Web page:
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Publication numberUS4440571 A
Publication typeGrant
Application numberUS 06/395,231
Publication dateApr 3, 1984
Filing dateJul 6, 1982
Priority dateJul 10, 1981
Fee statusPaid
Also published asDE3225804A1
Publication number06395231, 395231, US 4440571 A, US 4440571A, US-A-4440571, US4440571 A, US4440571A
InventorsToshikatsu Ishikawa, Junichi Tanaka, Haruo Teranishi, Tatsuya Okamura, Tokuji Hayase
Original AssigneeNippon Carbon Co., Ltd.
Export CitationBiBTeX, EndNote, RefMan
External Links: USPTO, USPTO Assignment, Espacenet
Process for the surface treatment of inorganic fibers for reinforcing titanium or nickel and product
US 4440571 A
Abstract
A process for the surface treatment of inorganic fibers for reinforcing titanium or nickel, comprising the steps of coating the surface of inorganic fibers with an aqueous or organic solvent solution containing a titanate, borate, tetralkylammonium hydroxide and, if desired, dextrin and then heat treating the coated fibers at a high temperature in an inert or non-oxidizing atmosphere. In one embodiment, the heat treated inorganic fibers is further subjected to ionic or chemical plating with nickel.
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Claims(6)
What is claimed is:
1. A process for the surface treatment of inorganic fibers for reinforcing titanium or nickel, comprising the steps of:
coating the surface of inorganic fibers selected from the group consisting of carbon fibers, alumina fibers, silicon carbide fibers, potassium titanate fibers, boron fibers and tungsten fibers, with an aqueous or organic solvent solution containing, in parts by weight, 1 part of a titanate, 1-5 parts of a borate, 0.1-0.9 parts of a tetraalkylammonium hydroxide and 0.7-2.7 parts of water or an organic solvent and then
heat treating the thus coated inorganic fibers at 1300-1700 C. in an inert or non-oxidizing atmosphere to obtain surface treated inorganic fibers for reinforcing titanium or nickel.
2. A process according to claim 1, wherein the aqueous or organic solvent solution further contains dextrin in an amount of 0.5-7% by weight thereof.
3. A process for the surface treatment of inorganic fibers for reinforcing titanium, comprising the steps of:
coating the surface of inorganic fibers selected from the group consisting of carbon fibers, alumina fibers, silicon carbide fibers, potassium titanate fibers, boron fibers and tungsten fibers, with an aqueous or organic solvent solution containing, in parts by weight, 1 part of a titanate, 1-5 parts of a borate, 0.1-0.9 parts of a tetraalkylammonium hydroxide and 0.7-2.7 parts of water or an organic solvent,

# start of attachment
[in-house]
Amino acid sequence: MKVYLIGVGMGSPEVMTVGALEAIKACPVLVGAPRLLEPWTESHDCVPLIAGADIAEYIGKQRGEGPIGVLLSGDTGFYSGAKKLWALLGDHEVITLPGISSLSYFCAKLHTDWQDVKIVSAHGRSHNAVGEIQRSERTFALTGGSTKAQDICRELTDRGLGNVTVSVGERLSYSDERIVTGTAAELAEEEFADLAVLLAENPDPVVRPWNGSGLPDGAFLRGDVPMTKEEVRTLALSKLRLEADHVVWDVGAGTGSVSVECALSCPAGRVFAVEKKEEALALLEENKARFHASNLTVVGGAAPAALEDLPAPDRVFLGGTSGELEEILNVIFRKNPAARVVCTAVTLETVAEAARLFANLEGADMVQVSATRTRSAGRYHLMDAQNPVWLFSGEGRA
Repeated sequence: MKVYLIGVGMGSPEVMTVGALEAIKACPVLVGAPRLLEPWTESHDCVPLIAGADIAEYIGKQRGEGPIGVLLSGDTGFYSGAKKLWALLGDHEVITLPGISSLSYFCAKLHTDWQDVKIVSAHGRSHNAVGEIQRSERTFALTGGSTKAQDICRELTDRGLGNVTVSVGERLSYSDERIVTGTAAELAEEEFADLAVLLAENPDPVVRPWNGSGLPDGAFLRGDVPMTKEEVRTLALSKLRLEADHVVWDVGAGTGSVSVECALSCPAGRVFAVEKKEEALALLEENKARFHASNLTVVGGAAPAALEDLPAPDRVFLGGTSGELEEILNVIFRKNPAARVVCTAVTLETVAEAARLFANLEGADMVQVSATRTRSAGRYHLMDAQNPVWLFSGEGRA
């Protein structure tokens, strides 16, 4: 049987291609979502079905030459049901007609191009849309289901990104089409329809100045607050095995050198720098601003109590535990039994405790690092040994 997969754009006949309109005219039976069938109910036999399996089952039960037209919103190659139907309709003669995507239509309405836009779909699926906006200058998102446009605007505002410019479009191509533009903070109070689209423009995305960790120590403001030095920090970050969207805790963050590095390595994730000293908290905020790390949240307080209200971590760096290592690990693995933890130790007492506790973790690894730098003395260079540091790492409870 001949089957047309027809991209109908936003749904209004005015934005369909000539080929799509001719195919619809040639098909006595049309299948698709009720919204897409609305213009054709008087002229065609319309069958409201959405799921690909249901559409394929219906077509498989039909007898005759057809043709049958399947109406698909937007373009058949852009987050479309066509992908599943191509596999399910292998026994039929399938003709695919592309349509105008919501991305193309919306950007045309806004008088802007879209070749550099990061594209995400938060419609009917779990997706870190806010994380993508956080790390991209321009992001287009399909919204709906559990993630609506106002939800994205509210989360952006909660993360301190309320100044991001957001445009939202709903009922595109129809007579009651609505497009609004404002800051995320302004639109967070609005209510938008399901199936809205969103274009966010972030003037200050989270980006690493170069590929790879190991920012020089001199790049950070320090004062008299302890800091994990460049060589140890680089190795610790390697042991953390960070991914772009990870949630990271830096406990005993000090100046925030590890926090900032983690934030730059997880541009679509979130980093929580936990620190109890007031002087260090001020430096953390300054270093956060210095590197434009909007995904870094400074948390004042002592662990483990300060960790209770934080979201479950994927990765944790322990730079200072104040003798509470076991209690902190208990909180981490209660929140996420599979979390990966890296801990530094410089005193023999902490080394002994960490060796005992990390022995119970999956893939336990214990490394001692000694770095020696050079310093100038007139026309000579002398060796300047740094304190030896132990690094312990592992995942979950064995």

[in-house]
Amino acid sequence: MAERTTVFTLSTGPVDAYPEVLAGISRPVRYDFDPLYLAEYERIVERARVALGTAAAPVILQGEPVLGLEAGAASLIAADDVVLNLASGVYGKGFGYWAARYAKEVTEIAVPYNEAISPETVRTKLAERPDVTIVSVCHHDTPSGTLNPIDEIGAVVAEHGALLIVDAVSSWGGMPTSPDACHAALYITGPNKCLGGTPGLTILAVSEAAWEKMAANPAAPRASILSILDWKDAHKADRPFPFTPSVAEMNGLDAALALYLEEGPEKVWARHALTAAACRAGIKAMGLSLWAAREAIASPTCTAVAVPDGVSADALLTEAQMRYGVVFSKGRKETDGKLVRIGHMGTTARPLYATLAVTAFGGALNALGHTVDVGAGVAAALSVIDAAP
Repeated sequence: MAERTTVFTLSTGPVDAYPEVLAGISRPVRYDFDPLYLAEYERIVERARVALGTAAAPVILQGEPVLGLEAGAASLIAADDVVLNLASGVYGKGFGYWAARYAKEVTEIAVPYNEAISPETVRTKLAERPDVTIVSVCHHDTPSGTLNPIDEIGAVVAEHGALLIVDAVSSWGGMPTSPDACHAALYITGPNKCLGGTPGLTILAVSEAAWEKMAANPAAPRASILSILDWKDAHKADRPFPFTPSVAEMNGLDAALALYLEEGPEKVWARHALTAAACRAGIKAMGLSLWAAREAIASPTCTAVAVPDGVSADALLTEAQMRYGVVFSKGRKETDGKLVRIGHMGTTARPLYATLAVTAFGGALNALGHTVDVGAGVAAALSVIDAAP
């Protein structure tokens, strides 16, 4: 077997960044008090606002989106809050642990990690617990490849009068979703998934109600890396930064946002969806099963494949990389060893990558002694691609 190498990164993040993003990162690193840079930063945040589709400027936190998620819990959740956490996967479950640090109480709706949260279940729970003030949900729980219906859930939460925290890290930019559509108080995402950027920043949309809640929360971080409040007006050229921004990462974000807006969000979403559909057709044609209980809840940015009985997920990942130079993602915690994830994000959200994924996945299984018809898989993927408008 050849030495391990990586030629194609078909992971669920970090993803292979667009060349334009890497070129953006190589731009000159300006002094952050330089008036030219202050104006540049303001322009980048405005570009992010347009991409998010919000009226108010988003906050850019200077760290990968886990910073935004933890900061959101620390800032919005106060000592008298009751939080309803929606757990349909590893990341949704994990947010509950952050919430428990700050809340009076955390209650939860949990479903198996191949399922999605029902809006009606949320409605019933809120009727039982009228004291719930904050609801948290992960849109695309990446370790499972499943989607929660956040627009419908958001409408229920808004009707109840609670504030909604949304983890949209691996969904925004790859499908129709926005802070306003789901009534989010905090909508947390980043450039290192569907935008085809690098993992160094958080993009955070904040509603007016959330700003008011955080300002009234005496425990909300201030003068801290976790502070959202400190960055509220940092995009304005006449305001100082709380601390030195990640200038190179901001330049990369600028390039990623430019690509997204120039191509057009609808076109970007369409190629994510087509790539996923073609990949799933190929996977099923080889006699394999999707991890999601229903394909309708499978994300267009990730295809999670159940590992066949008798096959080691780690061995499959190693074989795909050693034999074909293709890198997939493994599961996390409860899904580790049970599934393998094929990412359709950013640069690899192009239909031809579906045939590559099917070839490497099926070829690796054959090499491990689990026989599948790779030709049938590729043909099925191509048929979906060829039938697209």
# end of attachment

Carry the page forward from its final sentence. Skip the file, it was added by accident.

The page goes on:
heat treating the thus coated inorganic fibers at 13001500 C., in an inert or non-oxidizing atmosphere, and then
ionically or chemically plating the thus heat treated inorganic fibers with nickel to form a nickel coating thereon thereby to obtain a surface treated inorganic fibers for reinforcing titanium.
4. A process according to claim 3, wherein the inorganic fibers are carbon fibers, boron fibers, alumina fibers or silicon carbide fibers.
5. Inorganic fiber-reinforced titanium or nickel produced by applying titanium or nickel in the foil or particulate form to the surface treated inorganic fibers obtained by the process of claim 2, 4 or 1 and then molding the whole at a temperature of 800-1000 C. and a molding pressure of 100-1000 Kg/cm2 for 0.5-6 hours to compound the metal and the fibers with each other thereby obtaining the inorganic fiber-reinforced titanium or nickel.
6. Inorganic fiber-reinforced titanium or nickel produced by applying titanium in the foil or particulate form to the surface treated inorganic fibers obtained by the process of claim 3 and then molding the whole at a temperature of 800-1000 C. and a molding pressure of 100-1000 Kg/cm2 for 0.5-6 hours to compound the metal and the fibers with each other thereby obtaining the inorganic fiber-reinforced titanium or nickel.
Description

This invention relates to a process for the surface treatment of inorganic fibers for use in reinforcing titanium or nickel and more particularly to such a process whereby the interfacial reaction between inorganic fibers and titanium or nickel is minimized to effect a secure bond therebetween thus obtaining inorganic fiber-reinforced titanium or inorganic fiber-reinforced nickel.